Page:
None of which would matter without the right performances, though, and the ones here are stellar. Casting Moore was a stroke of genius. By the time of the movie’s release, she’d been famous for 20 years as one of the most beloved comic actresses in TV history, bringing a warmth to Laura Petrie and Mary Richards that made her an icon. Here, though, she plays a woman doing everything she can to withhold her emotions, who feels alienated from her own life, and who on some level blames her surviving son for the other one’s death. Bringing those decades of cultural reputation into this role and then detonating them is a chance that few actors ever get, and Moore doesn’t waste a single frame of the opportunity. It’s not that Beth doesn’t love Conrad, either: Rather, as Berger points out, her weakness is that “she can’t love [him] enough.” There’s a scene late in the film when Conrad, who’s spent so many months trying to get close to his mother, simply hugs her and leaves the room. Moore, seated when this happens, turns her head to the side and bends forward just a little as he leaves, consumed by the silent weight of her loss and her love and her inability to extricate one from the other. The writing and directing are so deftly handled throughout that Beth is never really a villain, either, or not exactly. Rather, she’s trapped by who she thinks she needs to be and the image she assumes she needs to project. She’s inflicting pain because she doesn’t realize how much pain she’s actually in.

Similarly, Hutton does an amazing job capturing Conrad’s sense of fragility and pain. Only 19 at the time of shooting in late 1979, and having lost his own father earlier that year, Hutton feels like a live wire in search of grounding. (To heighten the character’s isolation, Redford asked Sutherland and Moore not to interact with Hutton outside of filming.) He’s never properly still; he’s either jittery or stunned flat, unable to find anything approaching a happy medium until the end of the film. His work earned him an Oscar for Best Supporting Actor, making him the youngest to win the award. The film also won Best Picture, Best Adapted Screenplay for Sargent, and Best Director for Redford, and on top of that, it earned nominations for Moore and Hirsch.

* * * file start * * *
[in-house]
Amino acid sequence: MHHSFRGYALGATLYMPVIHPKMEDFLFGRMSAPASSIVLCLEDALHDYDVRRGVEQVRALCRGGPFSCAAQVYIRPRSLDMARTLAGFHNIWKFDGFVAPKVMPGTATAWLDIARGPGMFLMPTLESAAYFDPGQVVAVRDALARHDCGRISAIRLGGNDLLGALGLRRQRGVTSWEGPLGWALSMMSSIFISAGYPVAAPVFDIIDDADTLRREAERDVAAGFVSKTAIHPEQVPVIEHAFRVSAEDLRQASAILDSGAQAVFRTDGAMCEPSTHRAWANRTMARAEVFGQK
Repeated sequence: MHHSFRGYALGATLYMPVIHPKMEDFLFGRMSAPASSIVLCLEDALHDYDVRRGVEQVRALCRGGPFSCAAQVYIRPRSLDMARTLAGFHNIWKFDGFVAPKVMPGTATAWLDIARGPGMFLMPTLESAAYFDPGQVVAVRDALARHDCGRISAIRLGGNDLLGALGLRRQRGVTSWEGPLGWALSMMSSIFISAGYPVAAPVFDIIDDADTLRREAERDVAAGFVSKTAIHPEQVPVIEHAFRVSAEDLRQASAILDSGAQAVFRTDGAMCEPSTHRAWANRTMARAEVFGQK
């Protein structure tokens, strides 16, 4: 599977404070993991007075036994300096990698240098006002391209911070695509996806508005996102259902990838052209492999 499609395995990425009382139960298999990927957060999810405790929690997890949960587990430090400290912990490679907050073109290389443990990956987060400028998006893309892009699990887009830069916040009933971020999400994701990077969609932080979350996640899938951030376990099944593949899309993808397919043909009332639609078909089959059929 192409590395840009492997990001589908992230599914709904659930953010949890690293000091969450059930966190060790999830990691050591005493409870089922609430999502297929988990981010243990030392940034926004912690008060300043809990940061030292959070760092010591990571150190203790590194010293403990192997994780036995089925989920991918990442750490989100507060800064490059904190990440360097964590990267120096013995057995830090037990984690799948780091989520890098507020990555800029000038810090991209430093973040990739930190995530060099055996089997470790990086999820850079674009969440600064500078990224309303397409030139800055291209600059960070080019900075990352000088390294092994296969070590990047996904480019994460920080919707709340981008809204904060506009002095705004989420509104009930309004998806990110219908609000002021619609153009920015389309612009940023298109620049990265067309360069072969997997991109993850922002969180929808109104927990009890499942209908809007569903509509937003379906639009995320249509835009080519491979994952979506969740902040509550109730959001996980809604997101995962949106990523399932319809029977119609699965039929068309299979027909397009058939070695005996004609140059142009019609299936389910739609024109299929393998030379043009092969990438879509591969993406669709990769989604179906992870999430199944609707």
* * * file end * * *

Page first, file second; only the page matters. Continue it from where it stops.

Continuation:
The title of the movie and the book come from the novel: “They are ordinary people, after all. For a time they had entered the world of the newspaper statistic; a world where any measure you took to feel better was temporary, at best, but that is over. This is permanent. It must be.” What makes the film so powerful is the deft, careful way it peels away the shell of something that could be happening in any home in any neighborhood. There’s an intimate understanding that these things happen to everyone, and the fact that these characters are well-off is proof that no status or milieu can inure someone from the effects of loss, nor do they make grief easier to survive. Because if grief is anything, it’s a muscle: something to be exercised, maintained, understood. Something that will help you stand.

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Written By

Daniel Carlson is a lapsed film critic living in Houston, Texas. His work has appeared at Oscilloscope's Musings, The Hollywood Reporter, Bright Wall/Dark Room, and more. He and his wife host a podcast called "How Have You Not Seen This?!"